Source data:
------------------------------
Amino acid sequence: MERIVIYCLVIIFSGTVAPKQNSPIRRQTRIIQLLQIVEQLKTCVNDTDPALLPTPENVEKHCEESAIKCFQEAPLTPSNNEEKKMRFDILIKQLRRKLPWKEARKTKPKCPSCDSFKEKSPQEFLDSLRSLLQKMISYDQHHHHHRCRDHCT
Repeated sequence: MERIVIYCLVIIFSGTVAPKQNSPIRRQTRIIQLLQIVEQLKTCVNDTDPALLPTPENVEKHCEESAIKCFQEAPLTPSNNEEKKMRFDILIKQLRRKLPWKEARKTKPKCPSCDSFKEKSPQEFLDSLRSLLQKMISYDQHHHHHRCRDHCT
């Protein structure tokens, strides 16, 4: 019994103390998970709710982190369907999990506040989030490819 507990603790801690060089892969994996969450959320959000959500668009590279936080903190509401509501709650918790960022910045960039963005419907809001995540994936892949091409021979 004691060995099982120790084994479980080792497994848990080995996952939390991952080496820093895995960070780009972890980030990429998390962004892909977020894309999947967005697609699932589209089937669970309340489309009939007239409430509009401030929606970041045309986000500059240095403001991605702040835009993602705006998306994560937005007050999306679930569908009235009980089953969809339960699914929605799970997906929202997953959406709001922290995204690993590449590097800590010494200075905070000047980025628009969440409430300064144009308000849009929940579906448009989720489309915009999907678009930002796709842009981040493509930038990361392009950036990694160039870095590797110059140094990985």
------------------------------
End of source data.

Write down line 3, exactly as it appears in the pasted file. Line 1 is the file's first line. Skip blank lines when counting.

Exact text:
């Protein structure tokens, strides 16, 4: 019994103390998970709710982190369907999990506040989030490819 507990603790801690060089892969994996969450959320959000959500668009590279936080903190509401509501709650918790960022910045960039963005419907809001995540994936892949091409021979 004691060995099982120790084994479980080792497994848990080995996952939390991952080496820093895995960070780009972890980030990429998390962004892909977020894309999947967005697609699932589209089937669970309340489309009939007239409430509009401030929606970041045309986000500059240095403001991605702040835009993602705006998306994560937005007050999306679930569908009235009980089953969809339960699914929605799970997906929202997953959406709001922290995204690993590449590097800590010494200075905070000047980025628009969440409430300064144009308000849009929940579906448009989720489309915009999907678009930002796709842009981040493509930038990361392009950036990694160039870095590797110059140094990985």